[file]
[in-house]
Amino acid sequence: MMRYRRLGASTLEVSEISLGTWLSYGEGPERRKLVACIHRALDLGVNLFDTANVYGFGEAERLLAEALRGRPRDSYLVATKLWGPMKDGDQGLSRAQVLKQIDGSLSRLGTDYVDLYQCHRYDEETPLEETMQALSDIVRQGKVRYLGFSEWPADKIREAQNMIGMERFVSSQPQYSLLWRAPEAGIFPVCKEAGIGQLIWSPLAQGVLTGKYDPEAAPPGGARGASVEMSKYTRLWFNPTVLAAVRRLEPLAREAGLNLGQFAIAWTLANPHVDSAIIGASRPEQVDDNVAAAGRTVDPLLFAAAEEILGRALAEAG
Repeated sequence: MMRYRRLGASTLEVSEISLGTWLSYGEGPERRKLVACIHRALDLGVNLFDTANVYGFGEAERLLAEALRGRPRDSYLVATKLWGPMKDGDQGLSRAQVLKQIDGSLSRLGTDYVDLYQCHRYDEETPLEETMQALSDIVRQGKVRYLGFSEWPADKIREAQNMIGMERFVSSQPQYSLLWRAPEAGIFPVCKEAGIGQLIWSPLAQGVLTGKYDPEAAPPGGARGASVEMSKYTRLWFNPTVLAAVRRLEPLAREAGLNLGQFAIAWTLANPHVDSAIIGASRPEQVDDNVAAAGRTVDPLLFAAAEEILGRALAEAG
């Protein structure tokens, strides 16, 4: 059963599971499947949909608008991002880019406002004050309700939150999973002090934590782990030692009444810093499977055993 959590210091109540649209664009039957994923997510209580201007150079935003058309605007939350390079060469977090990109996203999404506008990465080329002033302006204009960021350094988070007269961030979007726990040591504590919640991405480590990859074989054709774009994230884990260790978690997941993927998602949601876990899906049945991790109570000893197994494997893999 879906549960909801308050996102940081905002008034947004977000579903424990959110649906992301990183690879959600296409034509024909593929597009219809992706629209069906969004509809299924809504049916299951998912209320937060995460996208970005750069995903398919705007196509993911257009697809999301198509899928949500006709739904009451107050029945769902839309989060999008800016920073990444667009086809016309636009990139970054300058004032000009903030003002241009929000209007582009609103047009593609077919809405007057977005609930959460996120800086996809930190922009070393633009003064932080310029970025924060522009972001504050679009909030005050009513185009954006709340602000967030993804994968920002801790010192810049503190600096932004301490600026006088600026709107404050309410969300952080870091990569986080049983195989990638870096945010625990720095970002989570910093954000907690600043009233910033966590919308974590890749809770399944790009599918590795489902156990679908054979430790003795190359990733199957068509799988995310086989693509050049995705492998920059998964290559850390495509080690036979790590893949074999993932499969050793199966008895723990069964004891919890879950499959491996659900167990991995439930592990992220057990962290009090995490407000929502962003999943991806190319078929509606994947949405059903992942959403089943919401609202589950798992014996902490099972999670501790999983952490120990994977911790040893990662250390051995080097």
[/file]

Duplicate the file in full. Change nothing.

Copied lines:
[in-house]
Amino acid sequence: MMRYRRLGASTLEVSEISLGTWLSYGEGPERRKLVACIHRALDLGVNLFDTANVYGFGEAERLLAEALRGRPRDSYLVATKLWGPMKDGDQGLSRAQVLKQIDGSLSRLGTDYVDLYQCHRYDEETPLEETMQALSDIVRQGKVRYLGFSEWPADKIREAQNMIGMERFVSSQPQYSLLWRAPEAGIFPVCKEAGIGQLIWSPLAQGVLTGKYDPEAAPPGGARGASVEMSKYTRLWFNPTVLAAVRRLEPLAREAGLNLGQFAIAWTLANPHVDSAIIGASRPEQVDDNVAAAGRTVDPLLFAAAEEILGRALAEAG
Repeated sequence: MMRYRRLGASTLEVSEISLGTWLSYGEGPERRKLVACIHRALDLGVNLFDTANVYGFGEAERLLAEALRGRPRDSYLVATKLWGPMKDGDQGLSRAQVLKQIDGSLSRLGTDYVDLYQCHRYDEETPLEETMQALSDIVRQGKVRYLGFSEWPADKIREAQNMIGMERFVSSQPQYSLLWRAPEAGIFPVCKEAGIGQLIWSPLAQGVLTGKYDPEAAPPGGARGASVEMSKYTRLWFNPTVLAAVRRLEPLAREAGLNLGQFAIAWTLANPHVDSAIIGASRPEQVDDNVAAAGRTVDPLLFAAAEEILGRALAEAG
């Protein structure tokens, strides 16, 4: 059963599971499947949909608008991002880019406002004050309700939150999973002090934590782990030692009444810093499977055993 959590210091109540649209664009039957994923997510209580201007150079935003058309605007939350390079060469977090990109996203999404506008990465080329002033302006204009960021350094988070007269961030979007726990040591504590919640991405480590990859074989054709774009994230884990260790978690997941993927998602949601876990899906049945991790109570000893197994494997893999 879906549960909801308050996102940081905002008034947004977000579903424990959110649906992301990183690879959600296409034509024909593929597009219809992706629209069906969004509809299924809504049916299951998912209320937060995460996208970005750069995903398919705007196509993911257009697809999301198509899928949500006709739904009451107050029945769902839309989060999008800016920073990444667009086809016309636009990139970054300058004032000009903030003002241009929000209007582009609103047009593609077919809405007057977005609930959460996120800086996809930190922009070393633009003064932080310029970025924060522009972001504050679009909030005050009513185009954006709340602000967030993804994968920002801790010192810049503190600096932004301490600026006088600026709107404050309410969300952080870091990569986080049983195989990638870096945010625990720095970002989570910093954000907690600043009233910033966590919308974590890749809770399944790009599918590795489902156990679908054979430790003795190359990733199957068509799988995310086989693509050049995705492998920059998964290559850390495509080690036979790590893949074999993932499969050793199966008895723990069964004891919890879950499959491996659900167990991995439930592990992220057990962290009090995490407000929502962003999943991806190319078929509606994947949405059903992942959403089943919401609202589950798992014996902490099972999670501790999983952490120990994977911790040893990662250390051995080097």